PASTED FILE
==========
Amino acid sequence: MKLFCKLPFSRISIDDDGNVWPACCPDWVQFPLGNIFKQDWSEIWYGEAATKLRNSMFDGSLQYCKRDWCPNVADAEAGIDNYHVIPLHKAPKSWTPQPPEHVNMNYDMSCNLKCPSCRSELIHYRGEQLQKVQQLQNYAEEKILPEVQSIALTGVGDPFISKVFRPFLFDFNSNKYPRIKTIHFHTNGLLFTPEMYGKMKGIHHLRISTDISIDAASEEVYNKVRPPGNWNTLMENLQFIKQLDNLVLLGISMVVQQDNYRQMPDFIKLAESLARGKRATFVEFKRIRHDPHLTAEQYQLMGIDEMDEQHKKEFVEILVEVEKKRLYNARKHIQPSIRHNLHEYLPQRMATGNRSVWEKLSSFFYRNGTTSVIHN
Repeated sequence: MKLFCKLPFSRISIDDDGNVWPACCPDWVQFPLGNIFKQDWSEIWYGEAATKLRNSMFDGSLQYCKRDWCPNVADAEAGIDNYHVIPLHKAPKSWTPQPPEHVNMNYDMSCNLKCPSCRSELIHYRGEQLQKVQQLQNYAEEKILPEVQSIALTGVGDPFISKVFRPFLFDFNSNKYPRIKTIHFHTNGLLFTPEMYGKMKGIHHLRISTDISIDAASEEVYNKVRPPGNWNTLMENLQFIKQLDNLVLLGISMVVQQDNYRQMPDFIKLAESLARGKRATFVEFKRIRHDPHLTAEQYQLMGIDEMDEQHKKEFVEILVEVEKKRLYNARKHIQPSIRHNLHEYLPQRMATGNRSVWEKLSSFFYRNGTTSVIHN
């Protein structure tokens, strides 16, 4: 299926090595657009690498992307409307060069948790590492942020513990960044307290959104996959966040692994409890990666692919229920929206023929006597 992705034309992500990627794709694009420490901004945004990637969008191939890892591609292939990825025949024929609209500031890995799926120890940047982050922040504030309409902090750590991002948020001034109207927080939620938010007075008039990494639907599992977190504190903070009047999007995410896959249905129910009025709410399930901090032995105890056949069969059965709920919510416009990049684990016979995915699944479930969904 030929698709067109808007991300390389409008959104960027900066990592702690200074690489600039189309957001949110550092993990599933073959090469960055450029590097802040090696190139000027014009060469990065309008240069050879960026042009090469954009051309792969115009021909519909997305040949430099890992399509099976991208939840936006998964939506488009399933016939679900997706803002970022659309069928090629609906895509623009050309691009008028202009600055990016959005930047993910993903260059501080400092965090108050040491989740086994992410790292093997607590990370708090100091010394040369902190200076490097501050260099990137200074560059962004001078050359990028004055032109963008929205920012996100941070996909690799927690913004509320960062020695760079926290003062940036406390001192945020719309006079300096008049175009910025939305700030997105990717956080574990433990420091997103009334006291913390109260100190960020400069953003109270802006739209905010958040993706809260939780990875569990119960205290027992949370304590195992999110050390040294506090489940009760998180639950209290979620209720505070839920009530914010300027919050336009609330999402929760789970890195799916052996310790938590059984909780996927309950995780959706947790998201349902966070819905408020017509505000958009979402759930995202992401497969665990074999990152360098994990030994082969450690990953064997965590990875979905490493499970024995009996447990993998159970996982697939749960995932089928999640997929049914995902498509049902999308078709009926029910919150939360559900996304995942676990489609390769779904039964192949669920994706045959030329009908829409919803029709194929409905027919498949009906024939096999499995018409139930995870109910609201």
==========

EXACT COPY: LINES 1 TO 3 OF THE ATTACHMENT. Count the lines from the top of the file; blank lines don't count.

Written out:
Amino acid sequence: MKLFCKLPFSRISIDDDGNVWPACCPDWVQFPLGNIFKQDWSEIWYGEAATKLRNSMFDGSLQYCKRDWCPNVADAEAGIDNYHVIPLHKAPKSWTPQPPEHVNMNYDMSCNLKCPSCRSELIHYRGEQLQKVQQLQNYAEEKILPEVQSIALTGVGDPFISKVFRPFLFDFNSNKYPRIKTIHFHTNGLLFTPEMYGKMKGIHHLRISTDISIDAASEEVYNKVRPPGNWNTLMENLQFIKQLDNLVLLGISMVVQQDNYRQMPDFIKLAESLARGKRATFVEFKRIRHDPHLTAEQYQLMGIDEMDEQHKKEFVEILVEVEKKRLYNARKHIQPSIRHNLHEYLPQRMATGNRSVWEKLSSFFYRNGTTSVIHN
Repeated sequence: MKLFCKLPFSRISIDDDGNVWPACCPDWVQFPLGNIFKQDWSEIWYGEAATKLRNSMFDGSLQYCKRDWCPNVADAEAGIDNYHVIPLHKAPKSWTPQPPEHVNMNYDMSCNLKCPSCRSELIHYRGEQLQKVQQLQNYAEEKILPEVQSIALTGVGDPFISKVFRPFLFDFNSNKYPRIKTIHFHTNGLLFTPEMYGKMKGIHHLRISTDISIDAASEEVYNKVRPPGNWNTLMENLQFIKQLDNLVLLGISMVVQQDNYRQMPDFIKLAESLARGKRATFVEFKRIRHDPHLTAEQYQLMGIDEMDEQHKKEFVEILVEVEKKRLYNARKHIQPSIRHNLHEYLPQRMATGNRSVWEKLSSFFYRNGTTSVIHN
């Protein structure tokens, strides 16, 4: 299926090595657009690498992307409307060069948790590492942020513990960044307290959104996959966040692994409890990666692919229920929206023929006597 992705034309992500990627794709694009420490901004945004990637969008191939890892591609292939990825025949024929609209500031890995799926120890940047982050922040504030309409902090750590991002948020001034109207927080939620938010007075008039990494639907599992977190504190903070009047999007995410896959249905129910009025709410399930901090032995105890056949069969059965709920919510416009990049684990016979995915699944479930969904 030929698709067109808007991300390389409008959104960027900066990592702690200074690489600039189309957001949110550092993990599933073959090469960055450029590097802040090696190139000027014009060469990065309008240069050879960026042009090469954009051309792969115009021909519909997305040949430099890992399509099976991208939840936006998964939506488009399933016939679900997706803002970022659309069928090629609906895509623009050309691009008028202009600055990016959005930047993910993903260059501080400092965090108050040491989740086994992410790292093997607590990370708090100091010394040369902190200076490097501050260099990137200074560059962004001078050359990028004055032109963008929205920012996100941070996909690799927690913004509320960062020695760079926290003062940036406390001192945020719309006079300096008049175009910025939305700030997105990717956080574990433990420091997103009334006291913390109260100190960020400069953003109270802006739209905010958040993706809260939780990875569990119960205290027992949370304590195992999110050390040294506090489940009760998180639950209290979620209720505070839920009530914010300027919050336009609330999402929760789970890195799916052996310790938590059984909780996927309950995780959706947790998201349902966070819905408020017509505000958009979402759930995202992401497969665990074999990152360098994990030994082969450690990953064997965590990875979905490493499970024995009996447990993998159970996982697939749960995932089928999640997929049914995902498509049902999308078709009926029910919150939360559900996304995942676990489609390769779904039964192949669920994706045959030329009908829409919803029709194929409905027919498949009906024939096999499995018409139930995870109910609201």